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Trail runners attempting technical mountaineering routes with minimal gear—inspiring or reckless?

On its face, the term “trail running” is just the act of running on trails. But in practice there are a lot of different ways that we choose to get out there and run.

For example, some of us head out to run trail 10ks or marathons, or ultras, or team relays, or vertical mile/kilometer challenges. And some of us will never race at all. Others put their efforts into fastest known times (FKTs) or personal bests in the Grand Canyon or the Colorado Trail or some other noteworthy stretch of dirt and rock. Still others choose to take their trail running onto routes that most of us wouldn’t even call trails; these folks attempt technical mountaineering routes with minimal gear, and the practice seems to be growing (or at least becoming more publicized).

This is a natural outgrowth of the desire to test oneself… Soon after we start running on trails, most of us will get anxious to try to go longer, to go faster, to go steeper, or to throw other variables (like obstacles or team elements) into the mix.

Testing oneself is the 5k recreational runner stepping up to his first trail 10k or half marathon.

It’s the marathon roadster deciding to challenge herself with a 50k trail race.

And it’s the trail runner who decides to focus on the vertical and use more than just their feet to carry themselves forward and upward.

Our first exposure to any other type of trail running that’s different from what we do ourselves is often met with one of two seemingly opposite reactions; being inspired, or feeling that what the others are doing is reckless.

“Reckless” can mean a lot of different things. To some it might be some other person doing something they’re not entirely prepared for. In fact, there’s certainly a lot of that in just about every trail running pursuit mentioned above. For example, pay attention to some of the other participants at your next trail race, for example, and see if you don’t say to yourself at least once or twice; “that person probably isn’t ready to be running in this event.”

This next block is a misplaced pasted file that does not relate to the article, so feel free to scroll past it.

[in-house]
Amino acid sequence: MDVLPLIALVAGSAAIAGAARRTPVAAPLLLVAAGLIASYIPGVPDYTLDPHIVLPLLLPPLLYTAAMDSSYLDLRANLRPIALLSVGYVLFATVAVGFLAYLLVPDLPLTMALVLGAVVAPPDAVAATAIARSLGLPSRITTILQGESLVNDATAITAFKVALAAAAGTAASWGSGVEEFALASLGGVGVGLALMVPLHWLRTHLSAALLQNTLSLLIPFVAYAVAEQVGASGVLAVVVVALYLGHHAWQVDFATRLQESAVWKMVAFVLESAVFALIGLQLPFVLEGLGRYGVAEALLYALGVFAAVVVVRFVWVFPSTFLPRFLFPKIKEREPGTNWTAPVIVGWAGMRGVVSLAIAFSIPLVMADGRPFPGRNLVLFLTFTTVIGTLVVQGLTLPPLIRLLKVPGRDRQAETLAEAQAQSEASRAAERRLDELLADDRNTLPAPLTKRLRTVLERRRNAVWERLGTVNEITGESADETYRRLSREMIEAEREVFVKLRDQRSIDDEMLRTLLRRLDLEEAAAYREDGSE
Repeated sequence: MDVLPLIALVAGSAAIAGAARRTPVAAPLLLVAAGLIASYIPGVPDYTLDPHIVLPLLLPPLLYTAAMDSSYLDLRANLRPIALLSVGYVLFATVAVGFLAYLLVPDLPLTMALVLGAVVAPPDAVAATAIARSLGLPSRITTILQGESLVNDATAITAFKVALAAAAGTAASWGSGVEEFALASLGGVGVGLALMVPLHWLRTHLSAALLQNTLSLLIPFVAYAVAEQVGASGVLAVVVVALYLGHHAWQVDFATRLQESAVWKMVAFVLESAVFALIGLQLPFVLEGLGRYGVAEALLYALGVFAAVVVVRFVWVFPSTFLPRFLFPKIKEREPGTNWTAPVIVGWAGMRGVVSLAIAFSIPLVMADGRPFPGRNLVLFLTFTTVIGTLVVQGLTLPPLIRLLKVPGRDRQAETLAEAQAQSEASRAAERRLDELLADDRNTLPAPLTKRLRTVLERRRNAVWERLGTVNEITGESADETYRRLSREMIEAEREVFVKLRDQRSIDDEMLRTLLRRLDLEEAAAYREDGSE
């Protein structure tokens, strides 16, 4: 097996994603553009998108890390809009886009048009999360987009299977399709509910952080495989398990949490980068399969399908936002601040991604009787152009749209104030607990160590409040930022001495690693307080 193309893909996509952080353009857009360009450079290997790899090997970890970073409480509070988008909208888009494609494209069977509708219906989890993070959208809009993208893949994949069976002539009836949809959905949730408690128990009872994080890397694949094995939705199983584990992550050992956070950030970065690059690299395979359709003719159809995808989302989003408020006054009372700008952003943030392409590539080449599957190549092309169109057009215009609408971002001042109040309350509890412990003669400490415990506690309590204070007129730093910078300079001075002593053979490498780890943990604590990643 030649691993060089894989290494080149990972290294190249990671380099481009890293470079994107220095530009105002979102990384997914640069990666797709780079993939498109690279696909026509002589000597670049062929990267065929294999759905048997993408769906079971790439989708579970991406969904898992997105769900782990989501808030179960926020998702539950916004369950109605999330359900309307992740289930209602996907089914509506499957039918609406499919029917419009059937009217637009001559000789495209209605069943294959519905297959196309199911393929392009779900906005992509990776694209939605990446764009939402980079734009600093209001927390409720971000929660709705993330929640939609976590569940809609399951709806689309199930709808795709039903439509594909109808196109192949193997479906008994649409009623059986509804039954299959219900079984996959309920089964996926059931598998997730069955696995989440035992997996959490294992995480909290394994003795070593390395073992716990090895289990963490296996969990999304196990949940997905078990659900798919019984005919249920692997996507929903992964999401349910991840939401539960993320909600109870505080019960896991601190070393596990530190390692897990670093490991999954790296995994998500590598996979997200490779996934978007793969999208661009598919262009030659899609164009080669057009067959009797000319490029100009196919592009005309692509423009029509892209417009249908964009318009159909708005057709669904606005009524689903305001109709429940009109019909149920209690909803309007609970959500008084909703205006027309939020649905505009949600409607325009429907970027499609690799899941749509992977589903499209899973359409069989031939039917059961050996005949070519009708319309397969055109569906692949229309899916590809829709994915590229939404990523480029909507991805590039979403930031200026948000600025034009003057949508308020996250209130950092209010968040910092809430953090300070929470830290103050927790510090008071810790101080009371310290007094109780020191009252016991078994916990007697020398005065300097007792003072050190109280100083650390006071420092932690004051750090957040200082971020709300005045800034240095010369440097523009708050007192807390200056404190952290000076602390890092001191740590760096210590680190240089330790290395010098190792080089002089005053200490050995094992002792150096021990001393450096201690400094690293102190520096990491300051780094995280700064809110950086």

Are they being reckless? Maybe a bit, setting a high bar is what we do as trail runners.We challenge ourselves, and sometimes we push things a little too far. Now take another look at those same in-over-their-heads runners again, isn’t their audacity also kind of inspiring?

Inspiration and recklessness are really just two sides of the same coin. They’re both present in the person who perhaps isn’t well enough prepared for her first 50k but still decides to give it a go and see what she can do, and they’re both present for the runner who decides to attempt mountaineering routes with a “fast and light” approach.

The thing that really matters is what I do with that coin. Do I allow myself to be inspired, or do I choose to make bad running decisions?

If I use someone else’s performance on the trails (or in the mountains) as a catalyst for reexamining my own training and my own goals, and doing so motivates me to set my sights a little higher, and train a little harder, then that’s inspiration.

On the other side of the coin, if I simply try to mimic or duplicate someone’s accomplishment because I think they’re cool or awesome (based on what I’ve read about them online or in the magazines), and I want to be like them or feel cool or awesome about myself, then that’s reckless. But let’s be absolutely clear – it would be recklessness on my part.

However a trail runner chooses to enjoy the hills and mountains is their choice, even if it’s getting on technical mountaineering routes, and that choice alone is neither inspiring nor reckless. It’s the way I choose to use that other person’s adventure to influence my behavior that makes their actions inspiring or reckless.

 

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